Monday, Oct 15, 2018 | Last Update : 06:23 PM IST
MIMO is the sixth most influential technology in the history of wireless recognised by the US Patent Office.
Indian scientists and engineers surely have what it takes to contribute to 5G both in standards evolution and technology development, says Arogyaswami Paulraj, Emeritus Professor of Electrical Engin-eering at Stanford University and the inventor of MIMO (Multiple In, Multiple Out) technology that underpins all wireless communication today. MIMO is the sixth most influential technology in the history of wireless recognised by the US Patent Office.
5G is much more than 4G which essentially only connects smartphones to the internet, Paulraj says. 5G will also connect sensors, machinery, devices, homes, vehicles and robots. It will support massive connectivity, ultra-reliable links and much higher speed channels. The 5G market will be much larger than 4G: with a 1,000-fold increase in endpoints, data transferred and the number wireless enabled applications. It will be the essential fabric for societal transformation and a critical national infrastructure for India.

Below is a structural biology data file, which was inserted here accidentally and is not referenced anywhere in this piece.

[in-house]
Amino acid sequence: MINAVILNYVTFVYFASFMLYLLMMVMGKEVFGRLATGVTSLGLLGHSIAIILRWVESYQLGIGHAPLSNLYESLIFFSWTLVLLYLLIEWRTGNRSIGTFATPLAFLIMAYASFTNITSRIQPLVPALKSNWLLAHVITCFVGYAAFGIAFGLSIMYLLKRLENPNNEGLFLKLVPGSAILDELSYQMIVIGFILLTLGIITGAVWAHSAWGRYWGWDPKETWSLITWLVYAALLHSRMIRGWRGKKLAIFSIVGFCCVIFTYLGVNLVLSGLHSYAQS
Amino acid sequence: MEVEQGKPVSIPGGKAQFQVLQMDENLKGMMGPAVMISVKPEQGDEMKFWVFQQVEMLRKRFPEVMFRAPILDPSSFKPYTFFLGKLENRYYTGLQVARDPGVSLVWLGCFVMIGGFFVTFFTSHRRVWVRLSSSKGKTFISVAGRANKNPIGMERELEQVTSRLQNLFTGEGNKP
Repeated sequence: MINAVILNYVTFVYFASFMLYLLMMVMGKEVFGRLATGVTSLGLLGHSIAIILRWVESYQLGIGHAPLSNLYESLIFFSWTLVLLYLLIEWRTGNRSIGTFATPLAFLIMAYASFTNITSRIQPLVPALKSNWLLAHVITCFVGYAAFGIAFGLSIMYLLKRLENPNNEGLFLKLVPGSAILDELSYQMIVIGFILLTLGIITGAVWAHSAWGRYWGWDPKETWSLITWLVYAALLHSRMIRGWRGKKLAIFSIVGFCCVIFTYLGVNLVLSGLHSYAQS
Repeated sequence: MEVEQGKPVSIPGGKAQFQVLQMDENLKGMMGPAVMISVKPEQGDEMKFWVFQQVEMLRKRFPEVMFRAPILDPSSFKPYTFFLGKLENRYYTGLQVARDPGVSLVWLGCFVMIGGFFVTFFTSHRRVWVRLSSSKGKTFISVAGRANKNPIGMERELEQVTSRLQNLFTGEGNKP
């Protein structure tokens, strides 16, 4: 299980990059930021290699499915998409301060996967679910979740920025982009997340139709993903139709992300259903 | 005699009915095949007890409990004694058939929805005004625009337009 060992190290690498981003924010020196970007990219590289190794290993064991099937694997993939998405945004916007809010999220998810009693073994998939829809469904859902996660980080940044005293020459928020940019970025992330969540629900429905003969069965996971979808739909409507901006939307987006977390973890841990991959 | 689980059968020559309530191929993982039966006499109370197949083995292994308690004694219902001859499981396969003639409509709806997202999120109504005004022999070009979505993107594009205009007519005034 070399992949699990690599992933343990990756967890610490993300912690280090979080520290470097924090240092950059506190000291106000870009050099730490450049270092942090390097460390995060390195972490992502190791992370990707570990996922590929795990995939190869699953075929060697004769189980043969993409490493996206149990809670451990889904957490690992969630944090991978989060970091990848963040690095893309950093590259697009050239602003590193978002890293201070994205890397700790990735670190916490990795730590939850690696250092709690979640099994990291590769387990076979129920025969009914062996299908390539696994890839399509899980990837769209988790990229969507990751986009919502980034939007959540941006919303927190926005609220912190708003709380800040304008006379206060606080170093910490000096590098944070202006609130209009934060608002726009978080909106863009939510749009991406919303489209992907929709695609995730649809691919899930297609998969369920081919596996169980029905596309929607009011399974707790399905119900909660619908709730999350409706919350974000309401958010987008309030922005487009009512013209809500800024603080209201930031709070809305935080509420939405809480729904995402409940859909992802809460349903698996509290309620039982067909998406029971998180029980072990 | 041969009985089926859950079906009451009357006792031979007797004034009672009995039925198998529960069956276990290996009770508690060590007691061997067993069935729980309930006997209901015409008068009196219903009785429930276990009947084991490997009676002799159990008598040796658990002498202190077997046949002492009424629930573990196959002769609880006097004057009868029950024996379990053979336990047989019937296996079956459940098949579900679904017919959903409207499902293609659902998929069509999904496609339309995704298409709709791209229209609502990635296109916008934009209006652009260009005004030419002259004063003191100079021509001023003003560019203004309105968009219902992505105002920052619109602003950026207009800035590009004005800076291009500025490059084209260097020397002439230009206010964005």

5G will support an even more powerful version of MIMO known as Massive MIMO, which means MIMO with a large number of antennas, which is feasible in the millimetric band used in 5G. Massive MIMO will enable speed ups of 100 times and more, making the promise of 5G possible.
Paulraj, a retired officer of the Indian navy, who built India's sonar capability and founded three major laboratories, is a frequent visitor to India where he has family connections. He also uses such visits to interact with students at Indian universities.
Paulraj is inducted as a member of the India’s recent National Forum on 5G. A pet project that Paulraj backs in India is a 5G test bed, a pan-IIT effort. He thinks this is a good way to acquire more practical knowhow for our very talented wireless faculty. His hope is that it will lead to more wireless startups some of whom can grow into the companies that can reverse India’s heavy dependence on imports.